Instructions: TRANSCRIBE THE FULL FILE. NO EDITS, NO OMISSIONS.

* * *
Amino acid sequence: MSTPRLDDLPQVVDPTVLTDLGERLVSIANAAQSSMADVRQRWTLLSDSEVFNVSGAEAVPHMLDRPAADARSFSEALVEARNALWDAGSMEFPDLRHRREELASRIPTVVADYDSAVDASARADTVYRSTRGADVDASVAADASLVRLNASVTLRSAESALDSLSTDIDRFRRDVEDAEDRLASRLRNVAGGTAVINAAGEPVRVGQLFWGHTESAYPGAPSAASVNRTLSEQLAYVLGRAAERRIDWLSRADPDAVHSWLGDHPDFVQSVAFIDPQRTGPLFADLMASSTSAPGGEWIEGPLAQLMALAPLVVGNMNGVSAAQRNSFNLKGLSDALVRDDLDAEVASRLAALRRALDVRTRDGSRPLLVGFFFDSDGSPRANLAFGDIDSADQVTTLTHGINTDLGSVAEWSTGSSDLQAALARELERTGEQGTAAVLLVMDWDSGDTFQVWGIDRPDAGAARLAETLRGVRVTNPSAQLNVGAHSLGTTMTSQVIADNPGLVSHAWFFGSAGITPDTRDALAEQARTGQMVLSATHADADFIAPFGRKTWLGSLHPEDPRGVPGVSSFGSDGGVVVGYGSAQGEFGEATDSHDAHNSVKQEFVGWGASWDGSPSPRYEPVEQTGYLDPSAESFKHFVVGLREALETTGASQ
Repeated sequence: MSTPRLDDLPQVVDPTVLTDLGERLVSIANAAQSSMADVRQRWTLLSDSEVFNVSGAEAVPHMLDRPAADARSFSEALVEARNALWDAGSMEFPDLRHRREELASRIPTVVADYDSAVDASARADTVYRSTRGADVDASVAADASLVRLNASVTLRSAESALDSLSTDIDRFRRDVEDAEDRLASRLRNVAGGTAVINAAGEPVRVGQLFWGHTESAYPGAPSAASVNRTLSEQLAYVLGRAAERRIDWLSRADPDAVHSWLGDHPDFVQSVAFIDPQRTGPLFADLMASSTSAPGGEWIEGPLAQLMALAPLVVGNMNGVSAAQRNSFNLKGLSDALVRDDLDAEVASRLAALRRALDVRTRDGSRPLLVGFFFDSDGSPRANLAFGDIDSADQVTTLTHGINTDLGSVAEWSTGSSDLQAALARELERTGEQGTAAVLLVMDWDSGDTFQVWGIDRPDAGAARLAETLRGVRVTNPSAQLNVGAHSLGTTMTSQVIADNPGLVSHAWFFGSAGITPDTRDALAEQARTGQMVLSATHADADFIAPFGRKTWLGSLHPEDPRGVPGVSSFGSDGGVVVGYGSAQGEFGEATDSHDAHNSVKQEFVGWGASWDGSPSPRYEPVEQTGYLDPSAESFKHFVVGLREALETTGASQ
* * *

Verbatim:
Amino acid sequence: MSTPRLDDLPQVVDPTVLTDLGERLVSIANAAQSSMADVRQRWTLLSDSEVFNVSGAEAVPHMLDRPAADARSFSEALVEARNALWDAGSMEFPDLRHRREELASRIPTVVADYDSAVDASARADTVYRSTRGADVDASVAADASLVRLNASVTLRSAESALDSLSTDIDRFRRDVEDAEDRLASRLRNVAGGTAVINAAGEPVRVGQLFWGHTESAYPGAPSAASVNRTLSEQLAYVLGRAAERRIDWLSRADPDAVHSWLGDHPDFVQSVAFIDPQRTGPLFADLMASSTSAPGGEWIEGPLAQLMALAPLVVGNMNGVSAAQRNSFNLKGLSDALVRDDLDAEVASRLAALRRALDVRTRDGSRPLLVGFFFDSDGSPRANLAFGDIDSADQVTTLTHGINTDLGSVAEWSTGSSDLQAALARELERTGEQGTAAVLLVMDWDSGDTFQVWGIDRPDAGAARLAETLRGVRVTNPSAQLNVGAHSLGTTMTSQVIADNPGLVSHAWFFGSAGITPDTRDALAEQARTGQMVLSATHADADFIAPFGRKTWLGSLHPEDPRGVPGVSSFGSDGGVVVGYGSAQGEFGEATDSHDAHNSVKQEFVGWGASWDGSPSPRYEPVEQTGYLDPSAESFKHFVVGLREALETTGASQ
Repeated sequence: MSTPRLDDLPQVVDPTVLTDLGERLVSIANAAQSSMADVRQRWTLLSDSEVFNVSGAEAVPHMLDRPAADARSFSEALVEARNALWDAGSMEFPDLRHRREELASRIPTVVADYDSAVDASARADTVYRSTRGADVDASVAADASLVRLNASVTLRSAESALDSLSTDIDRFRRDVEDAEDRLASRLRNVAGGTAVINAAGEPVRVGQLFWGHTESAYPGAPSAASVNRTLSEQLAYVLGRAAERRIDWLSRADPDAVHSWLGDHPDFVQSVAFIDPQRTGPLFADLMASSTSAPGGEWIEGPLAQLMALAPLVVGNMNGVSAAQRNSFNLKGLSDALVRDDLDAEVASRLAALRRALDVRTRDGSRPLLVGFFFDSDGSPRANLAFGDIDSADQVTTLTHGINTDLGSVAEWSTGSSDLQAALARELERTGEQGTAAVLLVMDWDSGDTFQVWGIDRPDAGAARLAETLRGVRVTNPSAQLNVGAHSLGTTMTSQVIADNPGLVSHAWFFGSAGITPDTRDALAEQARTGQMVLSATHADADFIAPFGRKTWLGSLHPEDPRGVPGVSSFGSDGGVVVGYGSAQGEFGEATDSHDAHNSVKQEFVGWGASWDGSPSPRYEPVEQTGYLDPSAESFKHFVVGLREALETTGASQ